Puzzles in Sanskrit Philosophy

To paraphrase a contemporary philosopher: ‘examples stick around in philosophy in a way they don’t in other fields such as linguistics.’ There is some truth to this. I cannot imagine a philosopher today who doesn’t know Frege’s famous problem: ‘the morning star is the evening star’ or Russell’s: ‘The King of France is bald.’

In this blog post, I want to talk about a puzzle (or, more accurately: a set of problem-data) that played a crucial role in a debate on philosophy of language in premodern South Asia for nearly a millennium. This specific set of data was first attested in Maṇḍanamiśra’s Bhāvanāviveka (composed c. 680-690 CE?) and remained a key puzzle for Sanskrit intellectuals thinking about the semantics of verbs and theories of action for a millennium.

If we think about events expressed by verbs, such as: ‘one makes a pot’ (ghaṭaṃ karoti) or: ‘Theodore cooks’ (devadattaḥ pacati), we can identify two elements as candidates for the verbal suffix’s referent(s):
i) physical movement (parispanda)
ii) mental exertion (yatna), i.e., making a conscious effort

On the one hand, the very fact of these two potential candidates presents a challenge for a unified theory of the verbal suffix’s semantics. However, what about events where only one of these two candidates is present? How do we develop a unified theory of the semantics of verbs if there is no one consistent element across all verbs?

We first find this puzzle in Maṇḍana’s Bhāvanāviveka via the set of problem-data:

1. Verbs which express conscious effort, but not physical movement:
i) One sits [in place] (āste)
ii) One sacrifices (yajate) *For Mīmāṃsakas, the verbal root yaj- directly signifies the mental commitment/decision on the part of the sacrifice’s patron (yajamāna) to perform a sacrifice, not the performance thereof.
iii) One cognizes (jānāti)

2. Verbs which express physical movement, but not conscious effort:
i) The riverbank falls (kūlam patati)
ii) The chariot goes (ratho gacchati)
iii) The fire burns (agnir jvalati)

This puzzle/data set is presented early in the Bhāvanāviveka (vss. 4-5), but clearly informs the position of a real interlocutor, against whose position Maṇḍana articulates his own conclusion at the tail-end of his essay (vs. 47 ff.), as the interlocutor’s position addresses precisely this puzzle. I translate the interlocutor’s position:

On that, some say:

[Śabara] understood mental exertion (
prayatna) when he said: ‘one should strive’ (yateta) in his commentary [on 2.1.1].
Due to the frequent usage of verbs to [describe] insentient things, there is no understanding of the linguistic usage as figurative. 47.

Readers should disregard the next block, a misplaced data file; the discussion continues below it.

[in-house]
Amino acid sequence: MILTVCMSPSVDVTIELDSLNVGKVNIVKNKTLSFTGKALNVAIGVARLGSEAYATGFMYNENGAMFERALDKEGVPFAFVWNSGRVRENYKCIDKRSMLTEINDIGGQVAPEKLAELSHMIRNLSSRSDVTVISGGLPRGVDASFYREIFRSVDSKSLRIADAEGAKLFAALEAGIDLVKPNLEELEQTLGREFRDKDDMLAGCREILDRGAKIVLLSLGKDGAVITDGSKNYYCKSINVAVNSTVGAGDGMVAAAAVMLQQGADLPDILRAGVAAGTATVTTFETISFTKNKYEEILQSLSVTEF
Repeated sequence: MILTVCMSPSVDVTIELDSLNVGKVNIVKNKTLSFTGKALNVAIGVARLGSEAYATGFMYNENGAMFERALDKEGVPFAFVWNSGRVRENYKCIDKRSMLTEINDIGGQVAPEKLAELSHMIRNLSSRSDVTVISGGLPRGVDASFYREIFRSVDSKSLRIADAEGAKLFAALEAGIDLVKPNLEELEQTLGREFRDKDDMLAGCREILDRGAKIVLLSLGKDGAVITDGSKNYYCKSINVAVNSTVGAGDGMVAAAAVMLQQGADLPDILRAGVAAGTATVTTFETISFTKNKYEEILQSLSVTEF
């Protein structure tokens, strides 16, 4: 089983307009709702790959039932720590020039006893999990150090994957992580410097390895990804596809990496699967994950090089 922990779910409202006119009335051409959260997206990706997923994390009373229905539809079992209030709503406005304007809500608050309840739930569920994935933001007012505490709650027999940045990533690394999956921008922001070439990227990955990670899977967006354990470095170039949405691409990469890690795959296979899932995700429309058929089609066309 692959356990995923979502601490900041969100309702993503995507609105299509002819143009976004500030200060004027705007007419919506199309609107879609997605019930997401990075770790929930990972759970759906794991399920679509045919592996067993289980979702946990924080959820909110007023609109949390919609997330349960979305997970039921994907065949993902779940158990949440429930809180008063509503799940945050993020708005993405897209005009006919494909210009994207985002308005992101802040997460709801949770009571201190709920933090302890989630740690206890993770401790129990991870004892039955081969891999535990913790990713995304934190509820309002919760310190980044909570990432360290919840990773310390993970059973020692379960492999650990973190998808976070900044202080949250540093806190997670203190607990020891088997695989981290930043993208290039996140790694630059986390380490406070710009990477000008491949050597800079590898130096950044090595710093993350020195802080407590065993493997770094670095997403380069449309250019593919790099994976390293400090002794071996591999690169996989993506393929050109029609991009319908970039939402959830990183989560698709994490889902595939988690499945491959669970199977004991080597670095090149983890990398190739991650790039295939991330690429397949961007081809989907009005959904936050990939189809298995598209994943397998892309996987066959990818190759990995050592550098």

[Śabara] has shown that the verb’s referent is mental effort conducive to the occurrence of the result [when he said]: ‘one should strive (yateta) so that something comes into being.’ The usage, however, of a verb [to describe] an insentient thing is based on figurative usage. [But] we don’t understand it as figurative due to its frequent usage [in this way].

The interlocutor’s attempt at a unified theory of the semantics of the verb’s suffix is that it only directly signifies mental exertion (prayatna), and the interlocutor accounts for cases where we only understand physical movement (parispanda) is to treat these as indirect signification/figurative usage (such as in: ‘the chariot goes’). However, says the interlocutor, we don’t overtly cognize these cases as figurative, due to our high frequency usage of verbs in this way (think like a dead metaphor –> even though it’s not the literal meaning, we treat it as such).

To this account, Maṇḍana’s answer is:

However, this answer hinges upon the establishment of [mental exertion and not physical movement as the directly signified sense], and there is no proof of that when our cognition [of both] is the same and when we lack another reason, because it isn’t possible to preclude that we could take it the other way.

Therefore, [we] believe the meaning of the verb: ‘one makes’ (karoti) has as its nature the commonality of a cessation of inertia, and the arising of an awareness of that occurs in both cases. 48.

For the meaning of ‘one makes’ (karoti) is a cessation of inertia, due to the absence of an awareness of action in something that is inert. And an awareness of falling from inertia is twofold: due to conscious effort in the self (ātman) and due to physical movement in something other [than the self].

Maṇḍana’s solution to articulate a unified theory of the verbal suffix’s semantics is to find a commonality between mental exertion and physical movement, and present that as the suffix’s directly signified sense. This commonality is the cessation of inertia. Whether the chariot begins to physically move or I begin to mentally think about something, this constitutes a cessation of inertia. The only difference is the form that cessation of inertia takes, physical or mental. Thus, on Maṇḍana’s account, both mental exertion and physical movement can be treated as directly signified (these are the two ways inertia ceases), even though we’re only admitting the verbal suffix to have one directly signified sense (the cessation of inertia).